The Argument: David Hockney’s iPad paintings show that a cool device can’t rescue bad art

The Argument: David Hockney’s iPad paintings show that a cool device can’t rescue bad art

David Hockney’s Fresh Flowers

David Hockney’s Fresh Flowers exhibition has been touring Europe in advance of its only Canadian stop, at the ROM’s Institute for Contemporary Culture, and garnering a lot of hype along the lines of “74-year-old visionary explores cool new medium!” The show consists of hundreds of flower-themed still lifes done exclusively on iPads and iPhones. (Hockney added his own spin, saying that working with the Apple devices allows him to paint without the “mess”—which sounds as though he’s promoting a cleaning product.)

This could be seen as familiar territory for the British pop art pioneer. In the ’80s, his use of office-quality photocopies, fax machines and Polaroids put him at the forefront of art about the tension between original works and reproductions. The kind of heavy collage pieces he created by manipulating original work is now a regular sight in modern art galleries. (Today, the subject of reproduction couldn’t be more relevant to the copy-and-paste practices of young artists, though Hockney’s influence is cited far less often than you’d expect.)

In embracing the iPad as an art-making device, Hockney is showing again that he is an early adopter of new technology, but this time the results aren’t likely to influence anyone. Get beyond the techno-cool of this exhibition and you are left with images that represent some of his worst art. Nowhere is the depth of artistic vision that informs his paintings of California pools, his homoerotic domestic drawings or his charcoal portraits. Far from displaying any sort of conceptual rigour, many of Hockney’s flower images look like they could be on Crate and Barrel napkins. Were these pretty pictures made on generic tablets by an unknown artist, no one would care. Not even the hottest of new technologies can compensate for art that simply isn’t very good.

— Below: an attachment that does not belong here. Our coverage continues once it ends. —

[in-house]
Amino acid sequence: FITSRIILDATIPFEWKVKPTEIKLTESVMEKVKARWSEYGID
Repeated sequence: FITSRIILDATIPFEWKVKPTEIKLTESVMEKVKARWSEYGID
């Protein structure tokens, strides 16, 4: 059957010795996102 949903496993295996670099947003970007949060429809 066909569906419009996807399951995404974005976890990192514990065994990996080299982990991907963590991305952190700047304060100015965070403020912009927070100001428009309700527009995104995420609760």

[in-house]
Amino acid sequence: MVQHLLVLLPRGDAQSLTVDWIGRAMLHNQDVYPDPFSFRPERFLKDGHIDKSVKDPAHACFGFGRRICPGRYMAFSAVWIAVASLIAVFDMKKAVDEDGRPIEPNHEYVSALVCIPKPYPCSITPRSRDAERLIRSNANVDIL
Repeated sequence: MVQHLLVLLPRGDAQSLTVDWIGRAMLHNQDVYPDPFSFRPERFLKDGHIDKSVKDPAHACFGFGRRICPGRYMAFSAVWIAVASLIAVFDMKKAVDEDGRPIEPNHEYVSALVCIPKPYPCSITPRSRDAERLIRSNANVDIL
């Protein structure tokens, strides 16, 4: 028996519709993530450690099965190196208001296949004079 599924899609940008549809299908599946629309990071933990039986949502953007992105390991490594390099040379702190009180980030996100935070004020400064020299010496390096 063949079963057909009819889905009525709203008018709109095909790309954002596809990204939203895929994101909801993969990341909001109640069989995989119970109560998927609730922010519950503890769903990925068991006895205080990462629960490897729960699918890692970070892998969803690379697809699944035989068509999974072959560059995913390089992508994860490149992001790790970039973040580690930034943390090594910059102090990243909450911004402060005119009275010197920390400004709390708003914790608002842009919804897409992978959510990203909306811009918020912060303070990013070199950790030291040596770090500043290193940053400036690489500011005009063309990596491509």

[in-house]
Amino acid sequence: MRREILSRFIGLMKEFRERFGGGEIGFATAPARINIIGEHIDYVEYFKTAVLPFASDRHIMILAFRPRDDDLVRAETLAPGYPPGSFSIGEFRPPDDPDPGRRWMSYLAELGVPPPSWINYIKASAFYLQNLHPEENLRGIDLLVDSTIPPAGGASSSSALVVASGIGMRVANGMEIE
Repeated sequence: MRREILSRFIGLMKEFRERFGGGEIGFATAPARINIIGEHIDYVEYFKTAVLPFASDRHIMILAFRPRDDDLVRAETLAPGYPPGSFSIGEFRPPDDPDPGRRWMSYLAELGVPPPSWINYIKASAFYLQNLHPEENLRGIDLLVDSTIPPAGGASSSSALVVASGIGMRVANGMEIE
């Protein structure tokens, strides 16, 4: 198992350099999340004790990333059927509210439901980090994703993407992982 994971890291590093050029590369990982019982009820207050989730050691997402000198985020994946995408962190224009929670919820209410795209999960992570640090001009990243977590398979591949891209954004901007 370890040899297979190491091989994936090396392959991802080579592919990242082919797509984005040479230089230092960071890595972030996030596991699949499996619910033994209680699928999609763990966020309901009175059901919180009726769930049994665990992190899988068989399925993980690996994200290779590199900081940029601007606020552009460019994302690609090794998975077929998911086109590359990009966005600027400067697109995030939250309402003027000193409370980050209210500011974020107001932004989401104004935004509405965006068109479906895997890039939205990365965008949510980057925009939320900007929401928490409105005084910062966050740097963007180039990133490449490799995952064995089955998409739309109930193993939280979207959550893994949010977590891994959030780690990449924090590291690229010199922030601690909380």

The show is undeniably ambitious in its staging. Two hundred digital images, created primarily using the paintbrushes and pens of an app called Brushes, are displayed on iPads and iPod touches, all of which are mounted on the gallery walls. There are also 20 time-lapse animations documenting the creation of the flower paintings, two films of the artist working, eight large-scale animated projections of the iPad drawings and a triptych slide show with an additional 169 images.

It’s not hard to see the show’s appeal for a museum. Hockney is a recognized master, guaranteed to bring in the crowds. Given that the entire exhibition is emailable, the ROM certainly won’t break its budget on insurance or shipping. The MoMA’s current de Kooning retrospective is said to include $4 billion worth of art, making it one of the most expensive exhibitions launched in the museum’s history. The ROM won’t say what it’s costing to mount the Hockney exhibition, but whatever it brings in will be almost pure profit.